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13/12/2017 / Protecht News & Events, Risk Culture, Risk Management

2017 Wow... What a Year

Protecht's 2017 in Review! Thank You for Your Support

The last 12 months have been full of amazing changes and challenges for Protecht and we want to take this opportunity to thank all our clients, partners, staff members and blog readers for all the support. We have many reasons to celebrate; continued growth in our wonderful advisory, development and support teams, record growth in client numbers as well as the move of our Sydney head office to a bigger and better space. It was almost 20 years ago that David Tattam and I commenced working together on the Protecht concept, dreaming of one day having a leading risk management training, advisory and software company. There is still more to do as always, but it has been the most rewarding business risk that we have ever taken. 

Below are some of the milestones that made this year unforgettable for us and also some pictures of our clients and staff Christmas parties. Merry Christmas and Happy New Year 2018. 

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13/12/2017 / information security management

Infographic: Information Risk Management Framework

transform_your_data.png

In previous articles, we have talked about the increasing importance that data collection and data management have in business strategy. On this occasion we are inviting you to consider, what are you doing with the information that the company is receiving and storing? Is there a robust process to manage, secure and protect it in an effective way and is that process an integral part of your Enterprise Risk Management framework?

In the infographic below you will see the four key stages that should make up the process. The starting point is to identify all sources of information that are used and managed by the organisation. To do this, you need to design an "Information Asset Register". Once this has been developed, you can then apply risk management to manage the risks that could stop your information management objectives being achieved.

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08/12/2017 / Operational Risk, Key Risk Indicators, Risk Manager, KRIs

How do Key Risk Indicators work?


In February this year, I ran a blog highlighting the power of the human brain and its senses in acting as a personal key risk indicator (KRI) system for personal early warning risk awareness as we journey through this inherently risky world.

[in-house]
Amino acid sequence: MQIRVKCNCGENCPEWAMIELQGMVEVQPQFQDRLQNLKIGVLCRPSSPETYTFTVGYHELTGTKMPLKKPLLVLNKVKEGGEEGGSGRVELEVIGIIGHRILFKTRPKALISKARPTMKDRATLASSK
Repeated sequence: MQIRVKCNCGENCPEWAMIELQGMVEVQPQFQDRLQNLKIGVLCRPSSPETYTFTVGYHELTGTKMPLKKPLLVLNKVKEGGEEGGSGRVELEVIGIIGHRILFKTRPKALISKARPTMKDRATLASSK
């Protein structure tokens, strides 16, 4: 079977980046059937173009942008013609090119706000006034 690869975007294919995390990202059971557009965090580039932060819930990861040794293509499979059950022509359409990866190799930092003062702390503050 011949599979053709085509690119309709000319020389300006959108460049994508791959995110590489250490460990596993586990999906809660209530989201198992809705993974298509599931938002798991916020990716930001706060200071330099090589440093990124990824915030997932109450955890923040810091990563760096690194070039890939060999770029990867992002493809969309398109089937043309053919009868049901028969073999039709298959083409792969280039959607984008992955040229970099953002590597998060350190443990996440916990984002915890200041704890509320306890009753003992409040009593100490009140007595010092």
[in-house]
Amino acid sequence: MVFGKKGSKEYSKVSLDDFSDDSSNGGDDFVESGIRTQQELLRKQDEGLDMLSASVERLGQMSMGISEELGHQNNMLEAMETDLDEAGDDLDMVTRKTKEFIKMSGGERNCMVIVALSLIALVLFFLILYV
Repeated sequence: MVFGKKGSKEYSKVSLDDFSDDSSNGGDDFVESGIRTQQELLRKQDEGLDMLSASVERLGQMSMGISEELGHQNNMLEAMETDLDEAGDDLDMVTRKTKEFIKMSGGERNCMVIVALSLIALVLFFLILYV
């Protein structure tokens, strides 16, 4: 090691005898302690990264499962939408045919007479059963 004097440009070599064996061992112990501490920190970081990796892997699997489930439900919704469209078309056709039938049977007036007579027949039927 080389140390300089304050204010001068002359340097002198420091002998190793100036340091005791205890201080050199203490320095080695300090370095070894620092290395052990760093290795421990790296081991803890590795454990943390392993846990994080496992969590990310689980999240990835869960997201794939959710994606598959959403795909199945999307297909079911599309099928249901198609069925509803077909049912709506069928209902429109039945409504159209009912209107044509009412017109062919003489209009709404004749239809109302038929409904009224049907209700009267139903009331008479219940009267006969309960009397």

This blog looks at the potentially awesome power that a well-designed and well applied
KRI system can have in the business world.

KRIs have multiple purposes. The main one is to act as an early warning system to prompt initial investigation and response so as to deal with a risk early in its life. It helps a firefighting risk manager to become a proactive risk preventer. At a wider level, KRIs allow us to “measure” risk and incorporate risk into risk-based performance measurement, risk-based decision making and risk-based incentive schemes.

So how do KRIs work?

KRIs operate on the fact that as risk develops through its life, from root cause(s), through event(s) to final impact(s), red flags, symptoms and other evidence may be given off.  KRIs tap into this information and turn it into intelligence to then be investigated and acted upon to deal with the risk most appropriately.

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20/11/2017 / Compliance Management, Risk Culture, Risk Management

Compliance Risk Management Real Example

Gorillas and Bears – Comply or Die!

The story of Harambe, the Cincinnati Zoo’s much-loved Gorilla, went global in its interest. A defenceless animal was shot and killed to save a child who had fallen into its enclosure, not to mention the trauma suffered by the child. Investigations have since found that the barrier separating the public from the gorilla was not in compliance with primate-housing standards and requirements.

This simple story serves as a reminder as to the real reason for the compliance requirements and obligations we face, that is, protection of the various stakeholders of our businesses.

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06/10/2017 / Enterprise Risk Management, Risk Culture, GRC

Making Risk Sexy

This article was written by Vicki Wilder , Board Director, Governance Professional. Edith Cowan University. We are sharing it with the Protecht Risk Management Insights Blog readers. 

sexy
ˈsɛksi’
adjective

1. Sexually attractive or exciting. "Sexy French underwear". Synonyms: sexually attractive, seductive, desirable, alluring, inviting, sensual, sultry, slinky, provocative, tempting, tantalizing; more

2. Informal - very exciting or appealing.
"business magazines might not seem like the sexiest career choice"
synonyms: exciting, stimulating, interesting, appealing, intriguing. Source here.

Have I got your attention?

As our team barrelled down the road in an SUV on our way to a team builder last year, a sign blared “Sexy Salmon Fillets” near a fishmonger. The mind boggles. Sexy (definition No. 1) , I’m pretty sure they weren’t, but topic of conversation they remained for months, so hats off to the advertiser - they had our attention. Given the apparent multiple definitions perhaps they meant that the fillets were appealing?

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14/09/2017 / Enterprise Risk Management, Protecht News & Events, Risk Culture

Risk and Compliance Conference Season 2017

The Protecht team is looking forward to this year's conference season. Our focus will be on industry specific conferences where we will showcase how Protecht's full suite of risk management training, advisory and software services map to the needs of each industry sector.